After a season of poor performances, dire results and the crumbling of an air of invincibility which flowed through Old Trafford for nearly a quarter of a century, the axe has finally fallen on David Moyes. The Scot's tenure at Old Trafford was bookended by failure. After enduring a horrid summer transfer window where a host of world class names were linked but never actually joined, Moyes suffered one final ignominy last weekend by losing badly inside the very stadium where he forged the reputation which brought him to Old Trafford.
As Moyes and his charges sat dejected inside the Away dressing room on Sunday afternoon he must have let his mind wander back inside the Home kit room, the place where he masterminded many a victory for the Toffees. Everton, the team he helped create, are now knocking on the door of the Champions League, while the team he took charge of - the current champions of England - appear neutered and anaemic, a mere facsimile of what they used to be.
Appointing a manager with an experience deficit at the highest level to the top job in world football was always going to be a gamble but even the most ardent of the anti-United brigade didn't see such abject failure on the horizon. Manchester United preached stability when they appointed Moyes, as if his accent and place of birth had decreed that his eventual knighthood was a mere formality, a policy which now lies in tatters.
Success, though, isn't inherited; it's earned. Alex Ferguson's ability to paper over the substantial cracks at Old Trafford are a measure of the man's managerial ability and motivational skills but his successive failure to sign any decent central midfielders over the course of his final few seasons has ultimately added to the situation the club finds itself in.
Indeed, the great man's shadow still looms unreasonably large over Old Trafford. He defined the club over the course of 26 years, setting standards to such a high degree that no one, especially a supposed carbon copy in the shape of Moyes, could realistically achieve in ten months. Then, when held in contrast to his predecessor, Moyes was deemed a failure.
Is this fair? David Moyes definitely doesn't deserve the level of ridicule being levelled at him. He is a man who was offered his dream job, took it with both hands but ended up being spectacularly unsuited to it. He'll always be the guy who failed to replace Alex Ferguson, the Wilf McGuinness to our Matt Busby, and now matter what happens throughout the rest of his career, he'll never shake that. It's been a thrilling ride for the neutrals; everyone loves watching a team derail themselves so efficiently. But on a human level it made for tremendously uncomfortable viewing as Moyes stuttered both in the media and on the sidelines.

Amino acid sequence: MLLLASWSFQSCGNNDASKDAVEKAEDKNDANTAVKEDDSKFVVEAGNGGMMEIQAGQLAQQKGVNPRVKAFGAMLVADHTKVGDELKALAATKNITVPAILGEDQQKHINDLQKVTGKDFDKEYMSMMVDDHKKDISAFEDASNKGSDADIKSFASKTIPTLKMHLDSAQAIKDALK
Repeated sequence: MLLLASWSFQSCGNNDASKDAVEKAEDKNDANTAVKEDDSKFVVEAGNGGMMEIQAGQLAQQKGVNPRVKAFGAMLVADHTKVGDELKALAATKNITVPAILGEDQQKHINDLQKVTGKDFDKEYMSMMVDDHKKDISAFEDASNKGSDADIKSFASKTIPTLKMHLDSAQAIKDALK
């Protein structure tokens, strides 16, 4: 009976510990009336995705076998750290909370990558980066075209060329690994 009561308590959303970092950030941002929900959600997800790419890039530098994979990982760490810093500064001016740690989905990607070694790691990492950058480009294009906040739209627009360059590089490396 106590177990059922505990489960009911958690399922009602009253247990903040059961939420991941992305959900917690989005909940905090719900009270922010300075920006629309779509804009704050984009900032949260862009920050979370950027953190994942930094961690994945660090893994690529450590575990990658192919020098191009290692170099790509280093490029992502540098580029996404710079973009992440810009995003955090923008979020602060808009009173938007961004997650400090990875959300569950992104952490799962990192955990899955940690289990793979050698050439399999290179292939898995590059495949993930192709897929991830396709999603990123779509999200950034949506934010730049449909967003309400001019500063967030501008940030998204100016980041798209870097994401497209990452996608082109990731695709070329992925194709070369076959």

What happens now? Manchester United will likely do what they should have done a year ago and appoint a hugely experienced manager. Louis Van Gaal or Guus Hiddink, both presumably available, would fit the bill. If they want an exciting young manager, Ajax's Frank De Boer or (the most likely unavailable) Jurgen Klopp from Borussia Dortmund would be ideal candidates. Some even suggest that Manchester United may try to tempt Jose Mourinho from Chelsea or Pep Guardiola from Bayern Munich. But expect Manchester United's manager to have a much more spectacular CV than david Moyes', or even Alex Ferguson's before that as they move towards appointing a manager from outside the British Isles for the first time in the club's history.
As for David Moyes, Alan Pardew's time at Newcastle seems numbered and that is a club where the Scot could bring some stability. Aston Villa seem to be another club who might be making a managerial change in the near future and that might tempt him, but the most likely scenario for now is that Moyes will opt to retreat from the public eye for some time and nurse the wounds that come with being part of one of the most spectacular stories of failure in the modern game.